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What Are They So Afraid Of? [Updated]

To read the tabloid press and the right wing edu-blogosphere these days, one would think that the decision of the KIPP AMP teachers to organize with the UFT was something akin to the four horsemen of the Apocalypse riding into town.

Anti-unionist image of teachers organizing

Anti-unionist image of teachers organizing

What is extraordinary is the violent tone and tenor of much of this commentary, and the violence done to the most simple and straightforward of facts.

The Fordham Foundation’s Flypaper blog announced that the teachers at KIPP AMP had decided NOT to organize, in the latest iteration of its well-established practice of mangling story after story about teacher unions beyond recognition. This was followed by the usual mealy-mouthed update announcing that the truth was, well, the opposite of what it had just reported. For good measure, Fordham blogger expressed her outrage over the fact that under New York State public employee labor law,  employees have an unambiguous right to organize with a union — regardless of whether their employer approves of their choice. And she helpfully provides a link to the anti-teacher union organizing manual of the Atlantic Legal Foundation, the not for profit arm of the law firm Jackson, Lewis, the most notorious anti-union law firm in the US.

At the blog of Jay Greene and the United Cherry Pickers, Matthew Ladner suggests that what Rome is reputed to have done to Carthage is the right approach for an unionized charter school: “KIPP should pull the plug on these schools at the end of the school year, burn down the buildings and plow salt into the ground upon which they once stood.”  Does the resort to ancient campaigns of annihilation and extermination sound a bit extreme? Might observers reasonably conclude that this sturm and  drang is about nothing but a desire to eliminate unions? For Ladner, Vice President of the Goldwater Institute, extremism in the pursuit of anti-unionism is no vice, and facts are no obstacle on that road. He simply invents out of whole cloth a set of extreme fictions — imaginary KIPP AMP teachers set on destroying the educational program of the school and mythical 1000 page contracts — to justify his position.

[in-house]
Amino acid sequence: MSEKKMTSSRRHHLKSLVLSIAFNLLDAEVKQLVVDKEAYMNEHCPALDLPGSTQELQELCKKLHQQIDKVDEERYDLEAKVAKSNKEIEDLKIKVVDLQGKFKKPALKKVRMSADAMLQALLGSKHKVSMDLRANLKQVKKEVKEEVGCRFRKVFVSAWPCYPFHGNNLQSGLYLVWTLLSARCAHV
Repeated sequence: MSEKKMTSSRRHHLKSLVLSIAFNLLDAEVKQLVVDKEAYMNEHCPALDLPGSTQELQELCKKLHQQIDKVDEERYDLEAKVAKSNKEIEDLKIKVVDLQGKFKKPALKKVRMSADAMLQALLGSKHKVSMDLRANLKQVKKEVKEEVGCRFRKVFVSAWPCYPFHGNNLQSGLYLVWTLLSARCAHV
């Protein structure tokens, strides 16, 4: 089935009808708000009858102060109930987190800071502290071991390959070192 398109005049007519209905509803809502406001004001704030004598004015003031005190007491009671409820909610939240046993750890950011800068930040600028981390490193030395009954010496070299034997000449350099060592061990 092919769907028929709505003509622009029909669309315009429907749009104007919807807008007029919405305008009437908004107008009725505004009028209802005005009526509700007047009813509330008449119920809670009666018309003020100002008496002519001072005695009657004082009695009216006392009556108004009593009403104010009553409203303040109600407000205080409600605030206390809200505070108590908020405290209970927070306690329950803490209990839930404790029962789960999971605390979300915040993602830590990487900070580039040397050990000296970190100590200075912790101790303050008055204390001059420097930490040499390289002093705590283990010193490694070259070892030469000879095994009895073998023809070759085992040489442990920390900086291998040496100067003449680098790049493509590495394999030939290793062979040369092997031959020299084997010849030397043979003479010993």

Not to be outdone by its right-wing brethren in the edu-blogosphere, the New York Post weighs in with an editorial denouncing the KIPP AMP organizing.

What is it about teacher voice that so frightens the denizens of the far right, that even the prospect of democratic teacher input into decision-making in the educational workplace should be met with such rhetorical ferocity?

UPDATE:

Salt in hand, blogging Centurion Ladner continues apace with the production of extreme fiction: in his alternative universe, the UFT — and not the DoE — created the rubber rooms, and filled them up by creating financial incentives for principals to send staff there. Perhaps he thinks no one will actually follow the link he provides.

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3 Comments:

  • 1 Ron Isaac
    · Feb 18, 2009 at 1:37 pm

    Exactly right. And shared decision-making must be embedded on the individual school level also. Principals ( especially these days when so many of them have so little actual experience and training as teachers and got where they are by cronyism and other illegitimate routes) should not be allowed to enjoy thedegree of power that would have been coveted by medieval monarchs. They should be frustrated in their attempts to wield it.

  • 2 Remainders: A fight over who’s responsible for rubber rooms | GothamSchools
    · Feb 18, 2009 at 7:22 pm

    […] The New York Post editorial board doesn’t want KIPP teachers to unionize. (Via Leo Casey.) […]

  • 3 jasonblons
    · Feb 18, 2009 at 10:38 pm

    I hope we are near the end of the anti-union swing in this country. The pendulum needs a push from us, not just Union members, but our families, friends, associates in our school communities, parents and concerned citizens. We need to mobilize because the concentration of wealth and power, particularly in the opinion-forming (print, video , radio) has been so severe in the past two decades. That workers should have decent salaries, pensions, health care, and educational opportunities seems to be very secondary to increasing profits and stockholder confidence. The notion of the good citizen corporation as an egalitarian force in a free society gets lip service on PBS advertisements, and tax-deductible donations pale in comparison to the furious lobbying for more tax breaks and cuts for the already wealthy.
    We must preserve and protect our own union, as it is among the last powerful remnants of the 20th century struggle for workers rights. The Kipp/Klein nonsense about union obstructionism is patently about removing the only strong voice teachers have in the public forum.